penses of producing the peas is the,
harvesting, threshing and marketing.'
This the hog will do more efficiently I
than any other farm machine In
fact he Is so efficient that much of
the profit of pea production Is lost un
less the peas shattered In harvesting
are cleaned by hogs Conservative es
timates show that the pea stubble, af
tei harvested, will carry one stock hog
per acre, and during a period of 60
to 70 days this hog may put on a gaini
of more than 100 pounds. This galnj
is from peas that otherwise would bei
NEWSPAPER MAN SHOT
TO DEATH AT BOISE
BOISE, Ida , Aug. 3 Frank E.
Trottler. shot, at Homedale three times
last Friday night by Theodore Nyi-.
a clerk of tho Homedale bank, died
ycslerdaj Trottler was a newspaper
It la reported that differences be
tween the two men had been ruling
for more than threo months. Meeting
In the business district here Friday
evening it Is reported that Trottler
opened fire on Nye, shooting at Nys
three times without effect before Nye
drew hie revolver. Nye shot three sub
sequent shots Into Trottler. two en
tering his liver and one his lungs.
FARMER KILLED AS
AUTO GOES OVER BANK
TWIN FALLS, Ida., Aug 3. C. L.
Green. 60, roally dealer and farmer
of this city, was lnstanth killed last
Sunday when an automobile lie was
driving backed off a grade Into the
Snake river canyon at Blue Lakes,
three miles north of here Green was
crushed under tho wreckage of his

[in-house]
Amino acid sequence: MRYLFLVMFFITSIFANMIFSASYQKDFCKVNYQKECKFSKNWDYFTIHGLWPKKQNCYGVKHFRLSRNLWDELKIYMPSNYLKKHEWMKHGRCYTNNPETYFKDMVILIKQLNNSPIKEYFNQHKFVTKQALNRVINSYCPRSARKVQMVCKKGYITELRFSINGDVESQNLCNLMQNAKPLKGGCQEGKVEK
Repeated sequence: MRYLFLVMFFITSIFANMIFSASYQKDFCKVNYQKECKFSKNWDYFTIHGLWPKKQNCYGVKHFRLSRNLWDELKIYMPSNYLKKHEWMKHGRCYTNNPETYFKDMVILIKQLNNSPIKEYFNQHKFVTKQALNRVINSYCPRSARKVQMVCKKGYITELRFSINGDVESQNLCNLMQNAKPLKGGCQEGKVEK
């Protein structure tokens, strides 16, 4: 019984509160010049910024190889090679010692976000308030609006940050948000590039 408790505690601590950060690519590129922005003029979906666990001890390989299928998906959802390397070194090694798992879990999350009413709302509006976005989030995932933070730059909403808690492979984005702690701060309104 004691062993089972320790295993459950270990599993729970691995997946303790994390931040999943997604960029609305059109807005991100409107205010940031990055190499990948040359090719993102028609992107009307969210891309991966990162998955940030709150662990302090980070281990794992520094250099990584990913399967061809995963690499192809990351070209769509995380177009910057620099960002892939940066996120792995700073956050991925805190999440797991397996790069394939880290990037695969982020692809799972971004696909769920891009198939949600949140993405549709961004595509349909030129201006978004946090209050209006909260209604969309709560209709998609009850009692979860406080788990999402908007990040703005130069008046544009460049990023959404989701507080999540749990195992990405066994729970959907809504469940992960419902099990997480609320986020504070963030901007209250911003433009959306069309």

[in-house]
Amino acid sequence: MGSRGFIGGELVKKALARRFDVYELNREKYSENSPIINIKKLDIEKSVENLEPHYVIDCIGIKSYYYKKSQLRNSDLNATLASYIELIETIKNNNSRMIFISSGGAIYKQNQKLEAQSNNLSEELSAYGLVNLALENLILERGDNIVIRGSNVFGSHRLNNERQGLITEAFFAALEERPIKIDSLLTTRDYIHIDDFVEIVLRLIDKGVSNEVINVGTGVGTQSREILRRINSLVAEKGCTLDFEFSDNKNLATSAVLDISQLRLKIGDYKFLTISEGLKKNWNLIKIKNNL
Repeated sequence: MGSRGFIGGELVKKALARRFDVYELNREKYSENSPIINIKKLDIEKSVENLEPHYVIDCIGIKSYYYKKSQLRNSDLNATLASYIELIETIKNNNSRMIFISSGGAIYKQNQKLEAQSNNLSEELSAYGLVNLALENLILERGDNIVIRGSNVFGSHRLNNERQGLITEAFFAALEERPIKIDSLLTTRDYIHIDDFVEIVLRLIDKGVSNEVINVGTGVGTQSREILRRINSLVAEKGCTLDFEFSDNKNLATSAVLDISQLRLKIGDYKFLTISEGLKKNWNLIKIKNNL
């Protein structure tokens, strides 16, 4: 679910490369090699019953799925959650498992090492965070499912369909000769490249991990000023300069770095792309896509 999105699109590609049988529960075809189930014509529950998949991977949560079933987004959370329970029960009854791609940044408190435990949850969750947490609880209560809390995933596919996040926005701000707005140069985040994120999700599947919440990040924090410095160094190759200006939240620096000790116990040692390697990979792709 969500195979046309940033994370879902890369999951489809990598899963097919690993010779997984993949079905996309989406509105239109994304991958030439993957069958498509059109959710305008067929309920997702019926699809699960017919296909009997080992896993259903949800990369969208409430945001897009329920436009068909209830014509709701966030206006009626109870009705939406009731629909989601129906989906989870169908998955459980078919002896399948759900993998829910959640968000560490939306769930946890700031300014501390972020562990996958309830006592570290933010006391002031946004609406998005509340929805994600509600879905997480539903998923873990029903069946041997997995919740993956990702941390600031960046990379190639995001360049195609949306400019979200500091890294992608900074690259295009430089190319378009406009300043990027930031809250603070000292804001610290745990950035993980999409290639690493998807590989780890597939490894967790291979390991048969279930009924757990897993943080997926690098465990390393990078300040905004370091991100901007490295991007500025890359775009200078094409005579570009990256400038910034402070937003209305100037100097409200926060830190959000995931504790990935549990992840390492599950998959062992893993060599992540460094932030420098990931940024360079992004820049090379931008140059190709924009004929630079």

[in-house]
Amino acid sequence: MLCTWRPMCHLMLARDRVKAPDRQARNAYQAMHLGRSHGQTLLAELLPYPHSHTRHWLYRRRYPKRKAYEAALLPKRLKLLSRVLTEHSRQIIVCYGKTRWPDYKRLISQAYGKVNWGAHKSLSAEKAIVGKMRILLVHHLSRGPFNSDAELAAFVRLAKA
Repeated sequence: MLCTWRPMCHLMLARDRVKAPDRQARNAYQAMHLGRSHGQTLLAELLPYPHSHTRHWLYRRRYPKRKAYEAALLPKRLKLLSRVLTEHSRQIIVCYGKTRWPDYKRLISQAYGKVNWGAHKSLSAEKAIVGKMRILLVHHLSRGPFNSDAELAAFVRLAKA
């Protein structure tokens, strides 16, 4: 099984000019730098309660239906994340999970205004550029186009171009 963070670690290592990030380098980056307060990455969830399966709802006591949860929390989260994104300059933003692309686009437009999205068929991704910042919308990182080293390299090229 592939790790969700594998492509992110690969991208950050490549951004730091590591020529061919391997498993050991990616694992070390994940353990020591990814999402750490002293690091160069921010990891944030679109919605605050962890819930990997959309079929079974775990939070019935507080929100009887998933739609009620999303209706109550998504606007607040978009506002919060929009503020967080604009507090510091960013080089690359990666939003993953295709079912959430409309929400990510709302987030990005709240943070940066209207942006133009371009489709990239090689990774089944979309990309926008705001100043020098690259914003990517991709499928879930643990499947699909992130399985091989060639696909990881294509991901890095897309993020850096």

car. His wife an 'wo other persons
saved themselves by Jumping from the
BURLEY DIES AT
j S, L J0SPI1L
Widely Known Railroad Man
Succumbs After Two
SALT LAKE. Aug. 3. David E.
Burley. widely known railroad man,1
,died at 3 o'clock last evening at St.!
Marks hospital of septlcaamla, fol-
(lowing an Illness of two months. He
w-as 71 years of age. For years ho;
Was general passenger agent of tho!
j Oregon Short Line railroad.
Mr. Burley was born at Amanda,
'hlo, March's, 1849, and was educat
j ed In the public schools and at As
.bury (now Depauw) university, at
Grecncnstle, Ind. Early in the soven
I ties ho went to Omaha and for sev
eral years traveled for a wholesale
grocery establishment there This I
took him all over western Nebraska I
land the Dakotas and Into Montana I
jand Wyoming He dealt with the In
Idian traders and became well known
at the deferent agencies.
Later on Mr. Burley became deputy
'sheriff of Douglas county, Nebraska,
I which county embraces Omaha, and In